The president of Botswana, Mokgweetsi Masisi, has endorsed blockchain technology in the diamond production sector. He believes the technology can provide more transparency and traceability in the diamond supply chain.
- Masisi, speaking at the Facets conference held in Botswana, said blockchain can help show that diamonds sold have been sourced ethically.
- He said that blockchain’s decentralized ledger can help convince consumers that the diamonds they purchase come from morally correct sources.
- Ethical diamond mining is a concern because, for years, the diamond mining industry has faced allegations of human rights violations, exploitation and environmental harm.
- Moreover, diamonds from regions affected by war and civil conflicts have been sold to finance these conflicts.
- As such, buyers have been increasingly concerned about the circumstances surrounding the diamonds they purchase and whether human rights are respected when mined. Diamonds that do not meet these ethical concerns are called “blood diamonds.”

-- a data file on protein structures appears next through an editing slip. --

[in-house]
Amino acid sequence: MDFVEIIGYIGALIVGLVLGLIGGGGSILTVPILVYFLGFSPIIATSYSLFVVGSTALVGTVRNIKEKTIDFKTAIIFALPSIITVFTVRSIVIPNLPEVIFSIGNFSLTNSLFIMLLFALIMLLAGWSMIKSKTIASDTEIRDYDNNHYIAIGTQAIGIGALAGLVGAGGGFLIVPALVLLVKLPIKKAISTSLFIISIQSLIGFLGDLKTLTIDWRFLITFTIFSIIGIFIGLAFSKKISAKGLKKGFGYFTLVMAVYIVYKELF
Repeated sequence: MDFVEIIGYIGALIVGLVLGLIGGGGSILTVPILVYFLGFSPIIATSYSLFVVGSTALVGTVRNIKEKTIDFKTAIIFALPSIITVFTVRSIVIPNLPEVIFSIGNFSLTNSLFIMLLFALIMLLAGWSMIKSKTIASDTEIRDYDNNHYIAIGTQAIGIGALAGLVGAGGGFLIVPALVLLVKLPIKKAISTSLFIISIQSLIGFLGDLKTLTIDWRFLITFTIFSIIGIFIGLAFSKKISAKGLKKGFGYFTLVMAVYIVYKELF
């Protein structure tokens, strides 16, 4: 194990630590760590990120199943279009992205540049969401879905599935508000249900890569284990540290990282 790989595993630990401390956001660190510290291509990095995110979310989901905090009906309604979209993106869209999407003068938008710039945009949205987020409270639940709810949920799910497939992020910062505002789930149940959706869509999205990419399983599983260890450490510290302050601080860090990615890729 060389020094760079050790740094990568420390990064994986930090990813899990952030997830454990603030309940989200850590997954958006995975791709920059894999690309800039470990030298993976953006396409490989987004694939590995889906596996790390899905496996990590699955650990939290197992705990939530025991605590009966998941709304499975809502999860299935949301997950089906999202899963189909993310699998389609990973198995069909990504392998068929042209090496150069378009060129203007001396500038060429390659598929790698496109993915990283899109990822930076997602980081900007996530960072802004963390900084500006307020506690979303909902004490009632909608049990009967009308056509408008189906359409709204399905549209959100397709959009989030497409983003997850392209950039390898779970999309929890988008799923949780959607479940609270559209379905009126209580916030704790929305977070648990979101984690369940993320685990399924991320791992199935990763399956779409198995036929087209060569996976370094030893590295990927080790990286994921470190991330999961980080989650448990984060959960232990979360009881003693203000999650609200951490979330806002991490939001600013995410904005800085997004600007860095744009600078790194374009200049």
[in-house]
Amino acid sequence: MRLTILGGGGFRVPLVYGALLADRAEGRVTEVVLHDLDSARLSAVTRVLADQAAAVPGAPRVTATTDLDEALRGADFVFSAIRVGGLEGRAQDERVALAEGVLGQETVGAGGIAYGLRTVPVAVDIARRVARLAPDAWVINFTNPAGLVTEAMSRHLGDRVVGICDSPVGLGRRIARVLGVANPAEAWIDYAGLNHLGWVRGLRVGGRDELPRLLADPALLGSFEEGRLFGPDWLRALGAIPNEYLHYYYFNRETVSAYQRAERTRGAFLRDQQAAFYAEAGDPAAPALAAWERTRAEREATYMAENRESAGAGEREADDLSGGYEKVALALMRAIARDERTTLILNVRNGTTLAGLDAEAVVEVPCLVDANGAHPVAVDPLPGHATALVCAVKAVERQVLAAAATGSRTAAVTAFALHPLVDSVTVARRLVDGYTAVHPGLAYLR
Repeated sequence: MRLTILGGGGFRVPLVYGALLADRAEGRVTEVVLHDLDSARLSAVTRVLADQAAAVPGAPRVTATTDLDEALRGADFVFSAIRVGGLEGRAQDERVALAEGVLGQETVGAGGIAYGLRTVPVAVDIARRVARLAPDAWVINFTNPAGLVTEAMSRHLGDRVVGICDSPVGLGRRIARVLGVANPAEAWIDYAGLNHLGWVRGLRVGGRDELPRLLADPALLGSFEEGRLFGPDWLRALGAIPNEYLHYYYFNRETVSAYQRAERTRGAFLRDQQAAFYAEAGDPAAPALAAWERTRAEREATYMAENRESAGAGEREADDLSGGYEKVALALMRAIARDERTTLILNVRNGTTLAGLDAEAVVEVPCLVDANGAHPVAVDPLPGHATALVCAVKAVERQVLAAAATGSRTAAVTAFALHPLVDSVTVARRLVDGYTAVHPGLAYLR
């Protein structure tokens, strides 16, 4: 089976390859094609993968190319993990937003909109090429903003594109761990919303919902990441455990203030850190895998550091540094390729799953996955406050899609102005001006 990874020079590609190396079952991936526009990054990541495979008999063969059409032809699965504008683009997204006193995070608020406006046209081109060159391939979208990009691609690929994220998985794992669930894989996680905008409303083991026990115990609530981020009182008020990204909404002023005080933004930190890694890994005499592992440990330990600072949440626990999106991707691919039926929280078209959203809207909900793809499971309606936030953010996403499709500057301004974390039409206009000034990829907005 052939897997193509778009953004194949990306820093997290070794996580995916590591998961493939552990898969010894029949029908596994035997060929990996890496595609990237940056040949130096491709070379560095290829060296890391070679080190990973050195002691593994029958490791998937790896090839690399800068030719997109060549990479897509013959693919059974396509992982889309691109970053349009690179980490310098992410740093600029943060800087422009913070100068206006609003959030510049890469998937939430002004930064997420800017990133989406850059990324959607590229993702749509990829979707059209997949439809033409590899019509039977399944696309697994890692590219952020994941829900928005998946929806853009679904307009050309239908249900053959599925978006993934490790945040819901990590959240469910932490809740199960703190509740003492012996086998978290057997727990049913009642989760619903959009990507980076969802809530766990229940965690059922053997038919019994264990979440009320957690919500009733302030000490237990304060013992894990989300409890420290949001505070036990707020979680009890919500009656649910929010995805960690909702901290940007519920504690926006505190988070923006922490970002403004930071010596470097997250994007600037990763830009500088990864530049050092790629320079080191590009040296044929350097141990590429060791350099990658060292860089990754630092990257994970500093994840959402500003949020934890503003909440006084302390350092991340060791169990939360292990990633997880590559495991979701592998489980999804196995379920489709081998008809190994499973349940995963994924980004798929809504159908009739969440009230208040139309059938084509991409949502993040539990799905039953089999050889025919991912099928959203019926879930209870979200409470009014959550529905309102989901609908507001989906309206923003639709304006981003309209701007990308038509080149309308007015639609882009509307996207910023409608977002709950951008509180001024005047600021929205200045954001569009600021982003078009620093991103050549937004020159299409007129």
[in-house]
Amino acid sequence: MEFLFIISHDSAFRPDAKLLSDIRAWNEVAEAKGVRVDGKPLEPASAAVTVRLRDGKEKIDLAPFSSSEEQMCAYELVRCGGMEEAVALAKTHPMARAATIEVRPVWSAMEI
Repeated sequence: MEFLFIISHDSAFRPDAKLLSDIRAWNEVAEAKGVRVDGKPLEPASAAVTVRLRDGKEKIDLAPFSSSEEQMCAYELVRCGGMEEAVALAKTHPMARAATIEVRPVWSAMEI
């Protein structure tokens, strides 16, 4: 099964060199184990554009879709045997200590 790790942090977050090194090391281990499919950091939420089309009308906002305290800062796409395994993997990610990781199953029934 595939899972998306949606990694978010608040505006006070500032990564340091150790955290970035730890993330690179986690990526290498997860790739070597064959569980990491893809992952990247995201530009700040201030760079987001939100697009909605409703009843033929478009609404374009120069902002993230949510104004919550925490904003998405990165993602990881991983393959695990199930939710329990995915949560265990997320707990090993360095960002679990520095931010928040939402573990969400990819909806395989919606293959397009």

What was said
- Masisi said:
“Transparency and traceability are vital components in the assurances that we, as diamond-producing countries, must provide to our global customers. Blockchain technology, with its immutable ledger, can provide consumers with the guarantee that their diamonds have been ethically sourced.”
- Botswana is the world’s second-largest producer of uncut diamonds, only recently overtaken by Russia. Diamonds produced in Botswana are regarded as ethically sourced.
- The global diamond mining corporation De Beers, holds a majority stake in Botswana’s diamond stockpile and renewed its partnership with the country in July.
- This is significant because De Beers utilizes Tracr, a blockchain-based training system that monitors and records diamonds’ origin and quality through the value chain.
- As such, diamonds produced in Botswana are verifiable for their source and if they satisfy ethical concerns.